The Style Conversational
The Style Conversational
Loser-friendly discussion with The Empress of The Style Invitational

Week 987: Rearing our ugly heads

By the E, Pat Myers

Bank Shots, a.k.a. Mess With Our Heads, has been one of our funniest and most reliable contests ever since it debuted during my first year as Empress: in Week 583 (2004), at the suggestion of Still Happily Losing Roy Ashley, according to the Loser Master Contest List. As someone who wrote Style section headlines for a living for several decades, I’ve especially enjoyed how it spoofs the conventions of newspaper headline-writing, much as the Onion does. And it certainly gets a lot of laughs in the office.

But I’m beginning to wonder — now that so many people read their “newspapers” only online (if at all) — whether people are familiar enough with the “main hed/ bank hed” structure to spoof it, or even to appreciate a spoof of it. I don’t know of any news sites that use the main/bank construction online, like these on a page from the A-section of today’s Post. The closest thing is on some of your more leisurely home pages, like The Post’s and the New York Times’, where the single-line headline (used as a link to the actual story) is followed by a short sentence of text. The real difference is that headlines, so that they’ll fit in a limited space, are often written in “headlinese” — with “the,” “a” and “is” sometimes omitted; “and” changed to a comma; and the use of the present tense for news that just happened. And a bank head (also called a deck) observes these conventions; it’s a second headline in smaller type, so you basically can catch the reader’s attention with more of an idea of what the story’s about. They’re especially useful if the main head is a wordplay or some colorful but not very edifying phrase; then you can “tell the story” in the bank.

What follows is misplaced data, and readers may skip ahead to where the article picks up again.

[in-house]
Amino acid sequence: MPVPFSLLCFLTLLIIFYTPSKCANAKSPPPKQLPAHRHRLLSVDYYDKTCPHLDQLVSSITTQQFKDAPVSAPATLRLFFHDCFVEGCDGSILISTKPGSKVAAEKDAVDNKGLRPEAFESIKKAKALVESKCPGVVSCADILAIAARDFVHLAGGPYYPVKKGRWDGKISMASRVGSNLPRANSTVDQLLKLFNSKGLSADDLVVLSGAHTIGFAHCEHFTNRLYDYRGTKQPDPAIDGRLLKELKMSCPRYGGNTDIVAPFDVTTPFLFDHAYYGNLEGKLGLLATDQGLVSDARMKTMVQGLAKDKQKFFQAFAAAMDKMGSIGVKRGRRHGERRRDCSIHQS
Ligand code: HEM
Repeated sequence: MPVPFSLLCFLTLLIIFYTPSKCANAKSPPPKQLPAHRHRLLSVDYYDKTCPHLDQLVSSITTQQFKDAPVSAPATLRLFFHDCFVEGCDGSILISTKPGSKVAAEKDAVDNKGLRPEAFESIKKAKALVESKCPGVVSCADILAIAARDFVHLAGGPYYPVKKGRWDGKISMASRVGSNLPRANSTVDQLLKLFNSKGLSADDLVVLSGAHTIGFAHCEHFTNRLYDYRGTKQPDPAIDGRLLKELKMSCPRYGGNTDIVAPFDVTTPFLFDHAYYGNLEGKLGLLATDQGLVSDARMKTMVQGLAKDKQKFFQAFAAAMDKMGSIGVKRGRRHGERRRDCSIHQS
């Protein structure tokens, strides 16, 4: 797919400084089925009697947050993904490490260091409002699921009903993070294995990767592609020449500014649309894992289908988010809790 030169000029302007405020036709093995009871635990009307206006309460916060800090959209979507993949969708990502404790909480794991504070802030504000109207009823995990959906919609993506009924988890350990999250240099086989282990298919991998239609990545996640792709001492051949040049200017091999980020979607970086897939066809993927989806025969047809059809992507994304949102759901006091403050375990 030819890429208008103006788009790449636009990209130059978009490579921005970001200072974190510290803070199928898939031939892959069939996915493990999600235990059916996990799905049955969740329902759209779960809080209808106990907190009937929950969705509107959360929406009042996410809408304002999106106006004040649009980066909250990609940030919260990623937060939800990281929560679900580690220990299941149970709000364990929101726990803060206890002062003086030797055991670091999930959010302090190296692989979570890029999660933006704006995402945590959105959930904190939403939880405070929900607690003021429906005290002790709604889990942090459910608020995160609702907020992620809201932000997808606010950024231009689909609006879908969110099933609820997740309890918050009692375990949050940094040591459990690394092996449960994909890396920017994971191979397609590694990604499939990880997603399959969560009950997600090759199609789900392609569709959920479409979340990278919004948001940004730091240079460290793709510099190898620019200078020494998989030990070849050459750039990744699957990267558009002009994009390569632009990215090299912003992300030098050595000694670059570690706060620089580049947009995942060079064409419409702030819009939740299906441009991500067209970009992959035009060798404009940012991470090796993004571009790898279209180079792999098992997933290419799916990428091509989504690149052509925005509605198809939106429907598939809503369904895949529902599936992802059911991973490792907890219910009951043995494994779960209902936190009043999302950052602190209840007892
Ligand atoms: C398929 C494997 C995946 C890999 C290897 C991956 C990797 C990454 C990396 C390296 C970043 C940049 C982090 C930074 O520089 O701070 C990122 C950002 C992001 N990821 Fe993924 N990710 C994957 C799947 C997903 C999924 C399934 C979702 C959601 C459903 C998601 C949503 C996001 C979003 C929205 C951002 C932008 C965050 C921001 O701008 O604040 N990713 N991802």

The abbreviated nature of headlines has resulted in famously oopsie ones over the years; the Columbia Journalism Review runs a collection of clips in every issue. Recent ones include “Mother arrested after drowning” (Houston Chronicle); “ ‘At Last’ Singer Etta James Dies” (Richmond Times-Dispatch); and “U.S. Pays $5,000 Per Killing to Massacre Families” (San Francisco Chronicle). I can only hope that some headlines like these pop up in The Post over the next 10 days.

While most of the bank heads that have gotten ink over the years tend to be total misinterpretations of the point of the story (here are the results of the most recent Bank Shots contest, from May 2011), I’m not against those that are more of a wry comment about the actual story or about the headline itself. Today’s example to lead off this week’s Invite — which I hope is clear that it’s playing on “sew” -- is of the classic form; it’s like this HM from last time by Beverley Sharp: “Replace a window shutter”/ “If your spouse keeps denying you fresh air, get a new one.” An example of the latter, from the same contest, the headline on Dan Snyder’s op-ed piece “Why I am suing Washington City Paper,” with Stephen Litterst’s bank; “Redskins owner guesses: ‘Because I am a pathetic jerk?’”